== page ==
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Virgil's Ecloguesby Virgil
Synopses & Reviews
Publius Vergilius Maro (70-19 B.C.), known in English as Virgil, was perhaps the single greatest poet of the Roman empire—a friend to the emperor Augustus and the beneficiary of wealthy and powerful patrons. Most famous for his epic of the founding of Rome, the Aeneid, he wrote two other collections of poems: the Georgics and the Bucolics, or Eclogues.
The Eclogues were Virgil's first published poems. Ancient sources say that he spent three years composing and revising them at about the age of thirty. Though these poems begin a sequence that continues with the Georgics and culminates in the Aeneid, they are no less elegant in style or less profound in insight than the later, more extensive works. These intricate and highly polished variations on the idea of the pastoral poem, as practiced by earlier Greek poets, mix political, social, historical, artistic, and moral commentary in musical Latin that exerted a profound influence on subsequent Western poetry.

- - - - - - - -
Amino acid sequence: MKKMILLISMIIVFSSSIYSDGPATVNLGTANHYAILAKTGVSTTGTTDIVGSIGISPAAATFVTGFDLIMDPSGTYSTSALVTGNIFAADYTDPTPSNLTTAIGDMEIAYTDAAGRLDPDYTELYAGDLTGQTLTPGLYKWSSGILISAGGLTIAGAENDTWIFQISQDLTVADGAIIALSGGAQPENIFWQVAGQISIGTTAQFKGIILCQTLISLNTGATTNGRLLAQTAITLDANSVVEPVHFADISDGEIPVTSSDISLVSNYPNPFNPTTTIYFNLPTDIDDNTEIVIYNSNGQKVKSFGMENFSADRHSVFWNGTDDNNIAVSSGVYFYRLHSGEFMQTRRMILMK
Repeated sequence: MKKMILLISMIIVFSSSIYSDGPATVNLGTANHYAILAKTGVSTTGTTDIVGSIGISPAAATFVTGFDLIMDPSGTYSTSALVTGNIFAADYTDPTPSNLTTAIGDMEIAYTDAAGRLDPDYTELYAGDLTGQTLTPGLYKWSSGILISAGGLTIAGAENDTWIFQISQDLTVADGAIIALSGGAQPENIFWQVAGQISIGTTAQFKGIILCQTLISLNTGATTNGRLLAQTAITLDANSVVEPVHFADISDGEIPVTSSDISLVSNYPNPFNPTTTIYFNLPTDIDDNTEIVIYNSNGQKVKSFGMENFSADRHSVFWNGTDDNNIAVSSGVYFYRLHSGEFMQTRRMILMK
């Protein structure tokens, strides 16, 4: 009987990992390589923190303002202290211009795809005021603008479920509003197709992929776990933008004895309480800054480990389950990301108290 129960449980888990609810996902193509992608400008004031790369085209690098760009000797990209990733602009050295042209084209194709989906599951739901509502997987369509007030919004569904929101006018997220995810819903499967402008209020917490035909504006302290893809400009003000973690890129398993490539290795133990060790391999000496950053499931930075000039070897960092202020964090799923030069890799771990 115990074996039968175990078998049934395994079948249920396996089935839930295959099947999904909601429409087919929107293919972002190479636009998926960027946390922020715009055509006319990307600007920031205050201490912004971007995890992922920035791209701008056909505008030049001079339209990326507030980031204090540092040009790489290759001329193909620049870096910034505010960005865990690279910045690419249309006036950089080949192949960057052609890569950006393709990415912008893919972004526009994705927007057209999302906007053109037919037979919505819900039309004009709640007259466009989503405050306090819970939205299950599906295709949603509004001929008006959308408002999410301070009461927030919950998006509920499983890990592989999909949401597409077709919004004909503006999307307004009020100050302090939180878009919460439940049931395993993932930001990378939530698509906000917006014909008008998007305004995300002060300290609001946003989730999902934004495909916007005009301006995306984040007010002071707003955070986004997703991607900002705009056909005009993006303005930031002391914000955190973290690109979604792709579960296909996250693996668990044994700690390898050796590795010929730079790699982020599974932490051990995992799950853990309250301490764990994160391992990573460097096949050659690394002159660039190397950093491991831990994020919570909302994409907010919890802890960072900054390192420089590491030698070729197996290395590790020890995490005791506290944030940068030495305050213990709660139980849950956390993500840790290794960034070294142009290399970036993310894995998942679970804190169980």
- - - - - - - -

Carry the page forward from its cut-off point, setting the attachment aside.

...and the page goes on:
Poet Len Krisak's vibrant metric translation captures the music of Virgil's richly textured verse by employing rhyme and other sonic devices. The result is English poetry rather than translated prose. Presenting the English on facing pages with the original Latin, Virgil's Eclogues also features an introduction by scholar Gregson Davis that situates the epic in the time in which it was created.
This new translation by poet Len Krisak of Virgil's classic of pastoral verse captures both the meaning and meter of the original. The text features the English and original Latin on facing pages and an introduction by Gregson Davis.
About the Author
Len Krisak has published several books of poetry and a complete translation of the odes of Horace. He has won several poetry awards, including the Richard Wilbur Prize, the Robert Penn Warren Prize, and the Robert Frost Prize. Gregson Davis is Dean of Humanities and Andrew W. Mellon Professor of Humanities and Literature at Duke University.
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